Council heard an overview of the paid parking system that was in place over the height of the summer during the Oct. 10 council meeting.
Overall Council was pleased with the outcome of the new addition, and command town employees and citizens with handling what Mayor Sean McIntyre called a paradigm shift.
The new system was set to roll out prior to the busy tourist season, which sees it’s height during July and August. Unfortunately the system wasn’t completely operational until July 4.
Ron Lebsack, community services director with the Town of Sylvan Lake, says this was due to switching from wired to solar powered terminals.
“We found out it would have cost much more to have a few terminals hard wired in. So, we ended up ordering five more solar panels to run the terminals,” Lebsack said.
Despite the delay, most of the concerns and complaints from Sylvan Lake citizens were issued in May and June when the program was announced and initiated. These concerns were about how the system will affect their parking habits.
Otherwise, complaints from visitors about the pay parking system were more about line-ups at terminals, over paying at the terminals or paying twice, inadequate signage and no way to pay parking tickets online.
“When it comes to people paying more or twice, it is a simple reason of them not knowing they don’t need a ticket for their car,” said Lebsack.
Many of those who paid twice did so because they didn’t get a ticket to place in their car proving purchase.
This is not needed as the system does not use these tickets. Instead it asks if the one paying would like a receipt, which is not the same thing.
“If you don’t click that you would want a receipt nothing will print. This seemed to cause the problem and confusion,” said Lebsack.
Lebsack believed putting up more and clearer signage would also help, as many said there wasn’t enough or what was there wasn’t clear enough.
Lebsack also suggested the development and implementation of a payment app for smartphones to cut down on line-ups at the pay stations. This was also suggested because roughly two-thirds of users made payments using a credit card.
However, this was largely cut down by Council.
“Those using the pay stations are visitors who are here a couple times a year. I wouldn’t want to download an app to pay for something once or twice,” said Coun. Megan Chernoff-Hanson.
Instead, Council believes adding more pay stations in congested areas would make more sense, both financially and for the visitors.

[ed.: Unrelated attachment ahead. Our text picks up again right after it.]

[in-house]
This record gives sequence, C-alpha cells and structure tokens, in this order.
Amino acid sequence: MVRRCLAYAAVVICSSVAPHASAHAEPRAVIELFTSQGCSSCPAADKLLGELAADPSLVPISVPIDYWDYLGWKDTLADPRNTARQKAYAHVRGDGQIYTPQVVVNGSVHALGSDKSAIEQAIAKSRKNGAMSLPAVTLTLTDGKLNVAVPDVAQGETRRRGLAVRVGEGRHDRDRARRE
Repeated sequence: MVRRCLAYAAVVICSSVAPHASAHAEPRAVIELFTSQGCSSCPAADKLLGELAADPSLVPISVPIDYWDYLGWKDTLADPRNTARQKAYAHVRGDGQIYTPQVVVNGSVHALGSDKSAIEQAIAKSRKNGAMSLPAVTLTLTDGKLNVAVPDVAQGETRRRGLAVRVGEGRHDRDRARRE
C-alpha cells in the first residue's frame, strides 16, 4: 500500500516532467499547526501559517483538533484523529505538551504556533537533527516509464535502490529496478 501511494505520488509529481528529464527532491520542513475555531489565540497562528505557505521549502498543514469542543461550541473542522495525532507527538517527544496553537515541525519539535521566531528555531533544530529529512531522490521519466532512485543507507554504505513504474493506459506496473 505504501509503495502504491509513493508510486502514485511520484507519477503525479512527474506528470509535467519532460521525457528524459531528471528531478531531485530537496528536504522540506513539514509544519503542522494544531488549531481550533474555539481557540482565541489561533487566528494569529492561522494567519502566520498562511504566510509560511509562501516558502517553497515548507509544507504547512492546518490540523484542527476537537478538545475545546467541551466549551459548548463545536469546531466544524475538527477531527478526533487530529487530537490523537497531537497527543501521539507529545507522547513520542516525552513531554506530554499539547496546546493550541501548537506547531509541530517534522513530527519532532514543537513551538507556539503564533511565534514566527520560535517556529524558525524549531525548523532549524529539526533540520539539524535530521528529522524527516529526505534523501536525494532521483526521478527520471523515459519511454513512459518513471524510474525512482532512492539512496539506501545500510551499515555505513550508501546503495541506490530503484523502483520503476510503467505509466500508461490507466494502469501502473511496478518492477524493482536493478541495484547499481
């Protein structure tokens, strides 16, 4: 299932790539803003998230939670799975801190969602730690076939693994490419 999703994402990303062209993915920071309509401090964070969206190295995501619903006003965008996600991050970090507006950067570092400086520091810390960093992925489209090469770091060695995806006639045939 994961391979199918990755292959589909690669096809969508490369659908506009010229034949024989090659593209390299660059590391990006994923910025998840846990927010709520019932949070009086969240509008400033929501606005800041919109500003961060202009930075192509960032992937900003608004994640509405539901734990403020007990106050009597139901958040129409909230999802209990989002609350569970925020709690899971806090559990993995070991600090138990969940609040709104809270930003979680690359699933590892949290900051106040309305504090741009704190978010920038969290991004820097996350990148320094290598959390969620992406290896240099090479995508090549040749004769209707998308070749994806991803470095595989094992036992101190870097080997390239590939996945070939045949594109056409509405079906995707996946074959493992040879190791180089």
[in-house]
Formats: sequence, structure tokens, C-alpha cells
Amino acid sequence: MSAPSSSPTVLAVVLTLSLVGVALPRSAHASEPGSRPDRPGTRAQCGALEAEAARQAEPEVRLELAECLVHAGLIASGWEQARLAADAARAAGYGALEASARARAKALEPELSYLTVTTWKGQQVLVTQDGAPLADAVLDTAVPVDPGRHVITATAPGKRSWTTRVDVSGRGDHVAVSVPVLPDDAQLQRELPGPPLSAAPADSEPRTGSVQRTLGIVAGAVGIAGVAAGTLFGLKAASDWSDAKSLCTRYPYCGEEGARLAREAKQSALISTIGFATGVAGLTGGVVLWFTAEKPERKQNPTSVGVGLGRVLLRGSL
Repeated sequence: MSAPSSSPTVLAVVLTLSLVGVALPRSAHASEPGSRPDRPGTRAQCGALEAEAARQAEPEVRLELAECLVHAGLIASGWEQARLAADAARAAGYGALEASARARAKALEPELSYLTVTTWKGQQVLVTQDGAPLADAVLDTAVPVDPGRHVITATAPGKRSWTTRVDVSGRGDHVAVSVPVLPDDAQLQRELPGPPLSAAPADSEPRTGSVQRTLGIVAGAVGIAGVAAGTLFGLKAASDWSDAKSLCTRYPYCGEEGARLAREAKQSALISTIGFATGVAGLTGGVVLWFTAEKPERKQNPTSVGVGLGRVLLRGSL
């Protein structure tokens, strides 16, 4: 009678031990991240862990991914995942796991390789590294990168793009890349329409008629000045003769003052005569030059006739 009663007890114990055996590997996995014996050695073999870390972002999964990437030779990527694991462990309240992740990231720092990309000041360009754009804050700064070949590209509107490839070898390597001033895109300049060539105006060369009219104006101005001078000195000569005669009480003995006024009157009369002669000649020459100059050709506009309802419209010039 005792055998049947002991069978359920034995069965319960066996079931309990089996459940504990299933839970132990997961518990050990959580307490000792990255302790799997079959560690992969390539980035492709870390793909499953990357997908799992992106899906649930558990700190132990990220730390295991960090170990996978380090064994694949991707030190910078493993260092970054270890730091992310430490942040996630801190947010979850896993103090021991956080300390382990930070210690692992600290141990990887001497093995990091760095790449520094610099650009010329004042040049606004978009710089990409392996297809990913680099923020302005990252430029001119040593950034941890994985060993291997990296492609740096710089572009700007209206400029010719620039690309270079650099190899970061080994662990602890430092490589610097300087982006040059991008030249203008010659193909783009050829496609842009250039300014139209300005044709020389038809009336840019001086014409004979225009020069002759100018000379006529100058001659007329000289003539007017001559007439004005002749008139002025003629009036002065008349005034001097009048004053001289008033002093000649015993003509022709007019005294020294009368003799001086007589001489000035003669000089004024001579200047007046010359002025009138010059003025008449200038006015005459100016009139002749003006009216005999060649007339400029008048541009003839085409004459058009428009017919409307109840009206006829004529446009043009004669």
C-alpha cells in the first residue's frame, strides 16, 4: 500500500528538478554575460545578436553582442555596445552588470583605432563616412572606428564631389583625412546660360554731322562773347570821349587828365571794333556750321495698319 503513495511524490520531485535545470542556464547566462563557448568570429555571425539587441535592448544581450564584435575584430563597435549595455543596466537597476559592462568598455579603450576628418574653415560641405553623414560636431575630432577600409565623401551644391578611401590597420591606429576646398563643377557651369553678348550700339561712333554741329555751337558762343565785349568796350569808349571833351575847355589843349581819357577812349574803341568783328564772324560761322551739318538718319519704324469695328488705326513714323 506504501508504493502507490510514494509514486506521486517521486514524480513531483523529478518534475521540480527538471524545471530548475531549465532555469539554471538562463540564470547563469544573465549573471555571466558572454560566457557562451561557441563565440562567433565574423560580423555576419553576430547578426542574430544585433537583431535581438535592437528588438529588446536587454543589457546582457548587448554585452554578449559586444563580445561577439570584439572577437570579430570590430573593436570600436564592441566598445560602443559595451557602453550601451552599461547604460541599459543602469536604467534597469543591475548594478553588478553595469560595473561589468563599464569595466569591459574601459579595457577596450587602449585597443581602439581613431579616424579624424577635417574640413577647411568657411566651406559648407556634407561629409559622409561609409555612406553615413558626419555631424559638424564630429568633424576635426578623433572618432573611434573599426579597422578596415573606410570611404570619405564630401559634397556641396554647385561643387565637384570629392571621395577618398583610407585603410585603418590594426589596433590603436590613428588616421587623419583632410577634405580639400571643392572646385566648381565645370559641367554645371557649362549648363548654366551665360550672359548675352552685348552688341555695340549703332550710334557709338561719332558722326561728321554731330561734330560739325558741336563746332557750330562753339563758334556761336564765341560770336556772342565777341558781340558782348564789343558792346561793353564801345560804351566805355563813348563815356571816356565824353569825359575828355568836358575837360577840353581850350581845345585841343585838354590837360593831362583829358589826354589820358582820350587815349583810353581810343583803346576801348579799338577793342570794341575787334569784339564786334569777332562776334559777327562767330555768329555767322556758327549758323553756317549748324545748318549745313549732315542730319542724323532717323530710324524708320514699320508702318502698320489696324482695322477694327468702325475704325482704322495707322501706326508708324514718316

One complaint about the pay parking comes from business owners who don’t live in Sylvan Lake. As they own property in town, they would like to see parking permits given to the owners for free.
It was largely agreed that as long as a business owner could prove they pay Sylvan Lake taxes, the same courtesy should be extended to them.
However, Coun. Dale Plante said it depends on the who pays the taxes.
“One thing we will have to look at in this instance is who pays the taxes. If the owner leases out the building then the renter is actually paying the taxes on the building,” Plante said.
Council was pleasantly surprised to hear the payback time for the system would be drastically cut.
This project was budgeted at $535,000 with and estimated profit of $62,451 each year. This means the payback for the project would take 8.6 years.
However, the actual cost of the system was $203,633 with a profit of $72,802. The smaller price tag means Council will be able to pay back the loan in less than three years.
“The payback time was something we were concerned with. But to see the payback time cut down by five years is just phenomenal,” said Coun. Jas Payne.
There were a total of 1,089 citations given during for parking violations through the pay parking system. This does not include citations given for parking illegally or speeding.
A total of 813 citations were charges, a total of 75 per cent of citations given.
There was a total of 41,867 parking tickets sold over the summer.
Council was very happy to see an overview of the system, but wants to see a full review of the system. Mayor McIntyre would also like to hear feedback from the community about the system.
“Deeper discussion on this topic is going to be needed,” said McIntyre. “I don’t foresee any dramatic changes at all, but there are some things we’ll need to address after this first year of the program.”
The pay parking program is in place throughout the downtown for May 15 to Sept. 15.